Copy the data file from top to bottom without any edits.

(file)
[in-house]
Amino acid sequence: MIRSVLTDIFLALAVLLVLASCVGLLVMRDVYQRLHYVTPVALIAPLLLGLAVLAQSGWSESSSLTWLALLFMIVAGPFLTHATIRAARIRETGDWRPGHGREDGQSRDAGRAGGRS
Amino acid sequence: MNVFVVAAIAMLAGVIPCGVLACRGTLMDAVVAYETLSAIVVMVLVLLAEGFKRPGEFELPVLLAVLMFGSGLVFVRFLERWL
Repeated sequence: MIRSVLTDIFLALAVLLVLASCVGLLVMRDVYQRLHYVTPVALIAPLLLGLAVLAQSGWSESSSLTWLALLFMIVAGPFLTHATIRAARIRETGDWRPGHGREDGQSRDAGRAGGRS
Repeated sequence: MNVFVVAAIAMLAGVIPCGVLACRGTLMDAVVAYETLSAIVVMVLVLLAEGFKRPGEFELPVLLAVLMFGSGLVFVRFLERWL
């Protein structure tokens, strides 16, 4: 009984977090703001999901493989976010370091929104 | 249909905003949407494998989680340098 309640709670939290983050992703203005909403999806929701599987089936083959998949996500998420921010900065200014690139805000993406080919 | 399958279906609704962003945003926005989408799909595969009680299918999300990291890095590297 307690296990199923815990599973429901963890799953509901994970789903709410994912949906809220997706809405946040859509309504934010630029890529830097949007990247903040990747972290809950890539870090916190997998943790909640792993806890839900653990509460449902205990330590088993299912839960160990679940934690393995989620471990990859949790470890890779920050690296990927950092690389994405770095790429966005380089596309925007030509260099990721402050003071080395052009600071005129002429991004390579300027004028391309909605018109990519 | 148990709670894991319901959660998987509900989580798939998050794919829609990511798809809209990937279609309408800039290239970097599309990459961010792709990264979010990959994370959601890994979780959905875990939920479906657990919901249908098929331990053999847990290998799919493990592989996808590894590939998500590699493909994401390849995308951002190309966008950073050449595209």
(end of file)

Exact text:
[in-house]
Amino acid sequence: MIRSVLTDIFLALAVLLVLASCVGLLVMRDVYQRLHYVTPVALIAPLLLGLAVLAQSGWSESSSLTWLALLFMIVAGPFLTHATIRAARIRETGDWRPGHGREDGQSRDAGRAGGRS
Amino acid sequence: MNVFVVAAIAMLAGVIPCGVLACRGTLMDAVVAYETLSAIVVMVLVLLAEGFKRPGEFELPVLLAVLMFGSGLVFVRFLERWL
Repeated sequence: MIRSVLTDIFLALAVLLVLASCVGLLVMRDVYQRLHYVTPVALIAPLLLGLAVLAQSGWSESSSLTWLALLFMIVAGPFLTHATIRAARIRETGDWRPGHGREDGQSRDAGRAGGRS
Repeated sequence: MNVFVVAAIAMLAGVIPCGVLACRGTLMDAVVAYETLSAIVVMVLVLLAEGFKRPGEFELPVLLAVLMFGSGLVFVRFLERWL
């Protein structure tokens, strides 16, 4: 009984977090703001999901493989976010370091929104 | 249909905003949407494998989680340098 309640709670939290983050992703203005909403999806929701599987089936083959998949996500998420921010900065200014690139805000993406080919 | 399958279906609704962003945003926005989408799909595969009680299918999300990291890095590297 307690296990199923815990599973429901963890799953509901994970789903709410994912949906809220997706809405946040859509309504934010630029890529830097949007990247903040990747972290809950890539870090916190997998943790909640792993806890839900653990509460449902205990330590088993299912839960160990679940934690393995989620471990990859949790470890890779920050690296990927950092690389994405770095790429966005380089596309925007030509260099990721402050003071080395052009600071005129002429991004390579300027004028391309909605018109990519 | 148990709670894991319901959660998987509900989580798939998050794919829609990511798809809209990937279609309408800039290239970097599309990459961010792709990264979010990959994370959601890994979780959905875990939920479906657990919901249908098929331990053999847990290998799919493990592989996808590894590939998500590699493909994401390849995308951002190309966008950073050449595209």